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  • Writer's pictureClara T. Mills

The Very Thing that Brought You Down will Carry You Up




One of my favorite movies is the Disney classic, Dumbo. Dumbo is this adorable cute little elephant who was born with enormously large ears. These big ears set Dumbo apart from the other elephants. Dumbo was teased, bullied, ostracized, even blamed for misfortunes within the community, because of his enormously large ears. It seemed the only one within Dumbo’s community who “valued him for who he was” (gigantic ears and all), was his mother. And even Dumbo’s mother was victimized by this community because she chose to stand up for her child.


As fate would have it, a most unlikely character became Dumbo’s most beneficial ally. That character was a little mouse named Timothy. It was Timothy the mouse who not only befriended Dumbo, but persistently worked with Dumbo until Dumbo learned to transform those big ears into his greatest asset. On one occasion, because of a serendipitous experience, Dumbo discovered that with those big ears he could do what no other elephant had ever done and that is fly. With that serendipitous discovery, Timothy the mouse spoke these prophetic empowering life-changing words to Dumbo, "The very thing that held you down will carry you up."


Well, of course Dumbo is a fictional character and no elephant has ever been able to fly (at least not yet) but there are several empowering, life enhancing messages that can inform and potentially transform how many of us live our lives. I invite you to consider the following:


1. Whatever physical characteristics we inherit at birth are by divine design. To denigrate another because of physical characteristics inherited at birth (or to elevate another because of such qualities) is asinine, to say the least. We are all spiritual beings housed in physical bodies and we are here to learn and grow as spiritual beings. Everything about us, in terms of the qualities we inherit at birth, are our resources; resources not only through which we may best present ourselves to the world, but also through which we and others might best learn compassion, acceptance, trust, patience, surrendering, openness, humility, and gratitude.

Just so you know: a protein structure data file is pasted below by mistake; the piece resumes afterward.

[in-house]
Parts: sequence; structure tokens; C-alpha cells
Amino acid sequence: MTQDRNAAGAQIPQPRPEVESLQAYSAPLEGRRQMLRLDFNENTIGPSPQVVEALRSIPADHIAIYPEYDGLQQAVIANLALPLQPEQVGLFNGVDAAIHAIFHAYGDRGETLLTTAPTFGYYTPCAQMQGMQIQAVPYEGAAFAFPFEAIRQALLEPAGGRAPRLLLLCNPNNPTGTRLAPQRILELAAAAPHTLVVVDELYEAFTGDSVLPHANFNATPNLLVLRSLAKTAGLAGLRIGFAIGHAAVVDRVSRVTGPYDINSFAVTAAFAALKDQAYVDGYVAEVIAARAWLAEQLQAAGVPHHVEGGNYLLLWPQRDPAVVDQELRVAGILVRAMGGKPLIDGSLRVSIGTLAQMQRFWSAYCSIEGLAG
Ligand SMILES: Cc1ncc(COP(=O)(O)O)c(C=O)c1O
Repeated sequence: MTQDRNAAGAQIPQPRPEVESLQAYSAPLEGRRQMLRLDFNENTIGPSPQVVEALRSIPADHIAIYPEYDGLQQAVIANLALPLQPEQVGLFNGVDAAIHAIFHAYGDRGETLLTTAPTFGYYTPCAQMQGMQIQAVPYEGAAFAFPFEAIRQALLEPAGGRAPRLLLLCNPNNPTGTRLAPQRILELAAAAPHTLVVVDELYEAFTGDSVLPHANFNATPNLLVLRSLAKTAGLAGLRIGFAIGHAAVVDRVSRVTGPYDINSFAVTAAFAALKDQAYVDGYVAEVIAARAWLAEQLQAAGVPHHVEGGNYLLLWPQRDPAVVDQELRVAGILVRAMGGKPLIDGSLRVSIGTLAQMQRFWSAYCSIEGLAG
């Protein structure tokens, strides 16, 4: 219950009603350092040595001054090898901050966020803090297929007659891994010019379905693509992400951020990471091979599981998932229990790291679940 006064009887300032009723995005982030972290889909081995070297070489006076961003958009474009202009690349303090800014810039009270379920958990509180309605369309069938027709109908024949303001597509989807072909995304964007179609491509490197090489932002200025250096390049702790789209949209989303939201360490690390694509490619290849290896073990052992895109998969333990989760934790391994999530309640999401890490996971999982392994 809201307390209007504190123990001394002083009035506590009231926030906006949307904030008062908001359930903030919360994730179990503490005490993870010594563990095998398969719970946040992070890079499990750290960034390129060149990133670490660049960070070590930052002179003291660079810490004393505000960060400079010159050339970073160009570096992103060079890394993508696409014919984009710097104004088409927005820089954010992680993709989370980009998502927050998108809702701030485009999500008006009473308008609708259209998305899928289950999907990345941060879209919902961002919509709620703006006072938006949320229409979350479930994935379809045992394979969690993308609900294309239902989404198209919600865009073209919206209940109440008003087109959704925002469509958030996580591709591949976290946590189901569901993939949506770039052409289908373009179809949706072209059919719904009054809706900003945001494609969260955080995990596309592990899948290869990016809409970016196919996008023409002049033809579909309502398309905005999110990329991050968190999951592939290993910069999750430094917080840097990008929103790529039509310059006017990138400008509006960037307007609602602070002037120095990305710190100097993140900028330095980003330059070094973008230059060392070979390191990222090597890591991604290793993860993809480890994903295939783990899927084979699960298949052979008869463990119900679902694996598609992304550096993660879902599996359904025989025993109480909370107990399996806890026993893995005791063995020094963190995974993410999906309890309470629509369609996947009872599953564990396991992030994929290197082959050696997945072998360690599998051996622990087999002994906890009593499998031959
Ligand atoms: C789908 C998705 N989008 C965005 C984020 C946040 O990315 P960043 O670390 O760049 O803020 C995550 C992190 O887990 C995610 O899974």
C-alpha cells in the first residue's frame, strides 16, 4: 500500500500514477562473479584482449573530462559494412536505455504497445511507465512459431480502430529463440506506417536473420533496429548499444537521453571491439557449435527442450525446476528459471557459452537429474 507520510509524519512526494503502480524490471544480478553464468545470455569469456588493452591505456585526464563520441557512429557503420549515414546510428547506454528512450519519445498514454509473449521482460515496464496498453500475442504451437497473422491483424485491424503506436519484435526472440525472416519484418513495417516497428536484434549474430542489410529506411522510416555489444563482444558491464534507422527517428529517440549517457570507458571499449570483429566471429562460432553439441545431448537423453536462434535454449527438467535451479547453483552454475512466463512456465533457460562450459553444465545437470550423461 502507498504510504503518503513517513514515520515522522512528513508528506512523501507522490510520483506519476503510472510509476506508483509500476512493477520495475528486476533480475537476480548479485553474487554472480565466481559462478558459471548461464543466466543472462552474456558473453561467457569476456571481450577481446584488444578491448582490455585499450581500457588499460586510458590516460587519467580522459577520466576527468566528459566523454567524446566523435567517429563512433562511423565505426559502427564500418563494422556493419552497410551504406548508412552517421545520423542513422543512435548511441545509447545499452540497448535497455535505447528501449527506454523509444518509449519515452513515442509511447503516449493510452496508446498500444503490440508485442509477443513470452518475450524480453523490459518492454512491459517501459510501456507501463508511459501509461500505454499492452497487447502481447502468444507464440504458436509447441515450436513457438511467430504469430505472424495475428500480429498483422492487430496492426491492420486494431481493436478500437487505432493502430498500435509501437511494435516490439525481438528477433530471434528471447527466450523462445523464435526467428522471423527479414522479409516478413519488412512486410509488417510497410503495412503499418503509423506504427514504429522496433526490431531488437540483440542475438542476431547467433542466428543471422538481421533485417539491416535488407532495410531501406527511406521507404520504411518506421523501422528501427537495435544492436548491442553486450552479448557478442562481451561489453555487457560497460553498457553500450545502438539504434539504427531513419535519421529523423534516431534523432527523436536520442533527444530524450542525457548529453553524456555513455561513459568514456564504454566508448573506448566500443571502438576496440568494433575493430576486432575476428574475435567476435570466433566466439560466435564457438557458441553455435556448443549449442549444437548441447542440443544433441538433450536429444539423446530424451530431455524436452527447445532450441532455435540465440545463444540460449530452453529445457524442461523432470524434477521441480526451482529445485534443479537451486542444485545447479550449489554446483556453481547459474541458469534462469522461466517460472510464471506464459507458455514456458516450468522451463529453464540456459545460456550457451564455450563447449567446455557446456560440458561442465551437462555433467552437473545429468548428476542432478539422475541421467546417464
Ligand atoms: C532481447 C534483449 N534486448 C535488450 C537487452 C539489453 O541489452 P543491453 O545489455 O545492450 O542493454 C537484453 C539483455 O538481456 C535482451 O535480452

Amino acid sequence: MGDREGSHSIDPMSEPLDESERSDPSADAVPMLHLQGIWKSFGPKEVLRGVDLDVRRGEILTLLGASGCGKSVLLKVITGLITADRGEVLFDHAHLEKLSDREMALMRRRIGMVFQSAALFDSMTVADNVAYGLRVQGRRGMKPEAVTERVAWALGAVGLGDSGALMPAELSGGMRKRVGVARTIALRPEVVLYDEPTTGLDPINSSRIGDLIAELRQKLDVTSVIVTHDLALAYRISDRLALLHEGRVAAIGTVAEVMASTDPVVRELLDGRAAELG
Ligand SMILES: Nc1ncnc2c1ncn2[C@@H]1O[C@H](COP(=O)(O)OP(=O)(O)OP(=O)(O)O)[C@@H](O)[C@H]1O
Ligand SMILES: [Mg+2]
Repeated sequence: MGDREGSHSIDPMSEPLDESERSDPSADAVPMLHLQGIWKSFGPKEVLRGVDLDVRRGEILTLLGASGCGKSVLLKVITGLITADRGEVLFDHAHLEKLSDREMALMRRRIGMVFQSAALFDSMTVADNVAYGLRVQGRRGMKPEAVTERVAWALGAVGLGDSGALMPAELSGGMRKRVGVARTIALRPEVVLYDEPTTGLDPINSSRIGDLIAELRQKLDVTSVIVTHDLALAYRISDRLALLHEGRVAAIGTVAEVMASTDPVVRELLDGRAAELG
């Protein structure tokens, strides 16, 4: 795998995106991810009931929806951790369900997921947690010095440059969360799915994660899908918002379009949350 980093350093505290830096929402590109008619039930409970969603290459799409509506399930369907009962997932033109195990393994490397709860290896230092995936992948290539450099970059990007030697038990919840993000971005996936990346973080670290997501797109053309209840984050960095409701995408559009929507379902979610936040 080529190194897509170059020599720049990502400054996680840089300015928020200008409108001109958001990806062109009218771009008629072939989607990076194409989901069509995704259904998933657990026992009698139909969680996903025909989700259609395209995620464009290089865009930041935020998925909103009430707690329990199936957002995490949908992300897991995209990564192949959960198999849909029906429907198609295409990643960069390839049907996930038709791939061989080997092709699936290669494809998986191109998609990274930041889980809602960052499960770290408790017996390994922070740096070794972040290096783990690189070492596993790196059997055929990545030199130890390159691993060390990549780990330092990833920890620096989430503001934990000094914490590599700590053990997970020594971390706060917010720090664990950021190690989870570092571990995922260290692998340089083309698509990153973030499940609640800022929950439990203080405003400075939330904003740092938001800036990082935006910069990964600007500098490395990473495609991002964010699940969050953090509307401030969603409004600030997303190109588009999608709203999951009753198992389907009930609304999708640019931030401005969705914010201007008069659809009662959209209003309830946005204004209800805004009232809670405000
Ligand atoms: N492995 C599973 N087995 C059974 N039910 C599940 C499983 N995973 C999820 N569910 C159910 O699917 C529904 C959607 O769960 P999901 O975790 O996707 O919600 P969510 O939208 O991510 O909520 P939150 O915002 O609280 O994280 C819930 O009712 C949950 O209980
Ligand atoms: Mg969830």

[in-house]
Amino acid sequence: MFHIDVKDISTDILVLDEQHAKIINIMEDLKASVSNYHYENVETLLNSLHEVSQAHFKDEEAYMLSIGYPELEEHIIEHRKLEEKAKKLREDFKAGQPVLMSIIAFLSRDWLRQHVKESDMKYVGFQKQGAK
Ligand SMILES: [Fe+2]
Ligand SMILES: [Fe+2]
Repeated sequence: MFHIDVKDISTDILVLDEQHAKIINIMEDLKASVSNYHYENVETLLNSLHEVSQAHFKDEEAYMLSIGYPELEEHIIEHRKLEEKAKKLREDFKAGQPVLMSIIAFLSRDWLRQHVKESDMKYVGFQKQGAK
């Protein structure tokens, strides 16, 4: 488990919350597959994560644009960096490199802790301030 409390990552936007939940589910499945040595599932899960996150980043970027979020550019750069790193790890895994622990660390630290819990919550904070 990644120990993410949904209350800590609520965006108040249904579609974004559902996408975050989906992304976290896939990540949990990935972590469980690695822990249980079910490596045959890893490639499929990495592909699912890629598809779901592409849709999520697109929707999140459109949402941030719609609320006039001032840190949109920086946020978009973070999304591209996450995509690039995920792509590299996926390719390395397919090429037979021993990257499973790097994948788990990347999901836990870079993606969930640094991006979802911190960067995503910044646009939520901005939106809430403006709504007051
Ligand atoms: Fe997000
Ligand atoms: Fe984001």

While there are some physical qualities which are correctable and may in fact become impediments to our well-being, even those physical characteristics may be opportunities for those around us to learn and express compassion and acceptance. My son Frankie, for example, was born with “pigeon toes”, a condition which caused his feet to turn inward. The first six months of his young life he wore casts to correct this condition. Through this experience, I learned compassion, patience, acceptance, self-forgiveness (I just knew it was my fault), that I had to surrender to the doctors to correct what I could not, and trust, all qualities which helped me be a better Mom and person.


2. Learn to see yourself (first and foremost) through the eyes of God. To see oneself through the eyes of God, we must know God for ourselves. To know God, we must deliberately embark on a spiritual journey of self discovery, studying sacred texts, meditating on those texts, and asking for wisdom and understanding.


While there are many great books, including the Christian Bible, the Judaic Torah, the Buddhist Sutra and the Islamic Koran, which give us insight into the mind of God and help us align our ways of being in the world with God, there are other writers who help expand on the truths contained in these books. One book I suggest is This Thing Called You by Ernest Holmes (author of The Science of Mind).


3. Live with the knowledge that every challenge and obstacle is a potential resource. Every setback, as someone said, can be “a setup for a comeback”. Every disappointment can potentially be a means through which we discover how tough we really are. Every mental challenge such as anxiety and depression ( pervasive in our contemporary society) may become the “burden bearer's” greatest assets. I have watched individuals maneuver the difficult waters of living while burdened with anxiety and depression. Many of the daily tasks so many of us take for granted are often accomplished because of tremendous effort and determination by those who struggle with anxiety and depression. And I have been inspired by their tenacity! I have marveled at their persistence, as they keep on “pushing through” in efforts live full lives (with and without medication)! I have been encouraged as I observe these individuals never give up on their dreams, no matter how difficult achieving those dreams may be!


How informative and transforming would the personal testimonies of these individuals be, not only to others dealing with similar challenges, but for all of us? Their stories can potentially inspire compassion, acceptance, trust, and most of all gratitude and teach many of us how we might transform our challenges into assets.


4.     And lastly, we must be open to encountering the most unlikely allies. Like Timothy the mouse who helped Dumbo transform his big ears into his greatest asset, sometimes our help comes from the most unlikely sources. Of course, the decision is ours to make as to who is our most unlikely ally and not a decision to be made “for us, by others”.


May each of us embark on a deliberate spiritual journey of self-discovery, seeking to see ourselves through the eyes of God. May we embrace our uniqueness and know that “we are created in the image and likeness of God” and, as such, "we are good". May each of us encounter those allies in our journey who selflessly and persistently assist us in transforming "the very things that held us down into the resources which take us to new heights”.

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